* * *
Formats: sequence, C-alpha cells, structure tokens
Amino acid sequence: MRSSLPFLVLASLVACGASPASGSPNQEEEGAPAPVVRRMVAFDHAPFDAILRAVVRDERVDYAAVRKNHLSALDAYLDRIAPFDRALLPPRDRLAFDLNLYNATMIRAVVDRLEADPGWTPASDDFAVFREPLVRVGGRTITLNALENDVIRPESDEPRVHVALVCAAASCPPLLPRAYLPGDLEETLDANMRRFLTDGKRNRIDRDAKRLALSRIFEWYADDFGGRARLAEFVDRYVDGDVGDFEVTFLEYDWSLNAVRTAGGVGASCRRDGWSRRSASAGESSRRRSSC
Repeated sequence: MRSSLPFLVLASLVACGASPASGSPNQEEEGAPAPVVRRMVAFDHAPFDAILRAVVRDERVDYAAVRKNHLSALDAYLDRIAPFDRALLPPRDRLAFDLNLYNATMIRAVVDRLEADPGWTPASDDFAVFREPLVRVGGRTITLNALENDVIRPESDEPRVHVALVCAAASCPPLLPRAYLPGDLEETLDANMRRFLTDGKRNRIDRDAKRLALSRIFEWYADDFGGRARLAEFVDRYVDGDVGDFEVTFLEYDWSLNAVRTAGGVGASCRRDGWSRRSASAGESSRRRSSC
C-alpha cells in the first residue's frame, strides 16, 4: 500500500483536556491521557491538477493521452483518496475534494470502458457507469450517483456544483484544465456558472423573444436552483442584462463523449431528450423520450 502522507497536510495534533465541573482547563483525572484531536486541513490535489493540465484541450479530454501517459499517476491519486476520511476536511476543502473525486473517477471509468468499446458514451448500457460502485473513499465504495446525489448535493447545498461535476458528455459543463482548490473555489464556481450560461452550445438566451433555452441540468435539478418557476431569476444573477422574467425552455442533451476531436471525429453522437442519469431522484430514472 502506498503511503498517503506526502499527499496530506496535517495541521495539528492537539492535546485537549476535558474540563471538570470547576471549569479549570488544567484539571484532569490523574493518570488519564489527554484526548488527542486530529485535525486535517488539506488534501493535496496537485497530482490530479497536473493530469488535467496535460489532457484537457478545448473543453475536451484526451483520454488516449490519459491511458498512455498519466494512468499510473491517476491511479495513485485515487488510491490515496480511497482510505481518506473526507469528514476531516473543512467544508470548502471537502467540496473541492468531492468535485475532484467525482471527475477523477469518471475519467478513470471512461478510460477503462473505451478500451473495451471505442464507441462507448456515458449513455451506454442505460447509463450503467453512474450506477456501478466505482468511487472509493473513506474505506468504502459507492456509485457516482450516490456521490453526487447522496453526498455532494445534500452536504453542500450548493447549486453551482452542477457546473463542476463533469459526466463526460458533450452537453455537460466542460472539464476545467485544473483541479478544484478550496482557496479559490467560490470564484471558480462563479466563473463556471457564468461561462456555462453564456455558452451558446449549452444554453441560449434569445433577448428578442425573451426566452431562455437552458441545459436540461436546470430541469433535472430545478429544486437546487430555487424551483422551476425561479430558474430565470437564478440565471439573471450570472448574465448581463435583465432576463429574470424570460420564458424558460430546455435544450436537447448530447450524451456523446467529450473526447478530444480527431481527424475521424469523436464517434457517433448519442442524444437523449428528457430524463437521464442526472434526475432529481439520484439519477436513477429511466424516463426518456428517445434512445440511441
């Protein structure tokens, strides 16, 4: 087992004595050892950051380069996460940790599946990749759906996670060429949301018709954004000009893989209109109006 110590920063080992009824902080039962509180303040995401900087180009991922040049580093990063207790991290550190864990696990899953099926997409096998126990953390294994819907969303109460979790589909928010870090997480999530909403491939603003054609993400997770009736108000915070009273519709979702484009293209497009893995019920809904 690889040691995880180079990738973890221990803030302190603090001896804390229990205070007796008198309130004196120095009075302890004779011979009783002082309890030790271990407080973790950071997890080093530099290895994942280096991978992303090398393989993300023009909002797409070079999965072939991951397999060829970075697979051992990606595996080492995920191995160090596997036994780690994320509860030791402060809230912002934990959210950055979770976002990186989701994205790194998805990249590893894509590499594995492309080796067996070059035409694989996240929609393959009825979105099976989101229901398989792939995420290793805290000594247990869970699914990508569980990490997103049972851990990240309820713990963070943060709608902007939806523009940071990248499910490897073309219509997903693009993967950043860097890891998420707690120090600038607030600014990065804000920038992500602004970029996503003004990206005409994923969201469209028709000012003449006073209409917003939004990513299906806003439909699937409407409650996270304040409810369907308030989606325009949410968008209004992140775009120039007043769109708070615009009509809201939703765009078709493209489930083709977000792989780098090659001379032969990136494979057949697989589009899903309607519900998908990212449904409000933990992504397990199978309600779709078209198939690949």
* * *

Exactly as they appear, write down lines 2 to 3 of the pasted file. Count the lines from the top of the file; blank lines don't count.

Amino acid sequence: MRSSLPFLVLASLVACGASPASGSPNQEEEGAPAPVVRRMVAFDHAPFDAILRAVVRDERVDYAAVRKNHLSALDAYLDRIAPFDRALLPPRDRLAFDLNLYNATMIRAVVDRLEADPGWTPASDDFAVFREPLVRVGGRTITLNALENDVIRPESDEPRVHVALVCAAASCPPLLPRAYLPGDLEETLDANMRRFLTDGKRNRIDRDAKRLALSRIFEWYADDFGGRARLAEFVDRYVDGDVGDFEVTFLEYDWSLNAVRTAGGVGASCRRDGWSRRSASAGESSRRRSSC
Repeated sequence: MRSSLPFLVLASLVACGASPASGSPNQEEEGAPAPVVRRMVAFDHAPFDAILRAVVRDERVDYAAVRKNHLSALDAYLDRIAPFDRALLPPRDRLAFDLNLYNATMIRAVVDRLEADPGWTPASDDFAVFREPLVRVGGRTITLNALENDVIRPESDEPRVHVALVCAAASCPPLLPRAYLPGDLEETLDANMRRFLTDGKRNRIDRDAKRLALSRIFEWYADDFGGRARLAEFVDRYVDGDVGDFEVTFLEYDWSLNAVRTAGGVGASCRRDGWSRRSASAGESSRRRSSC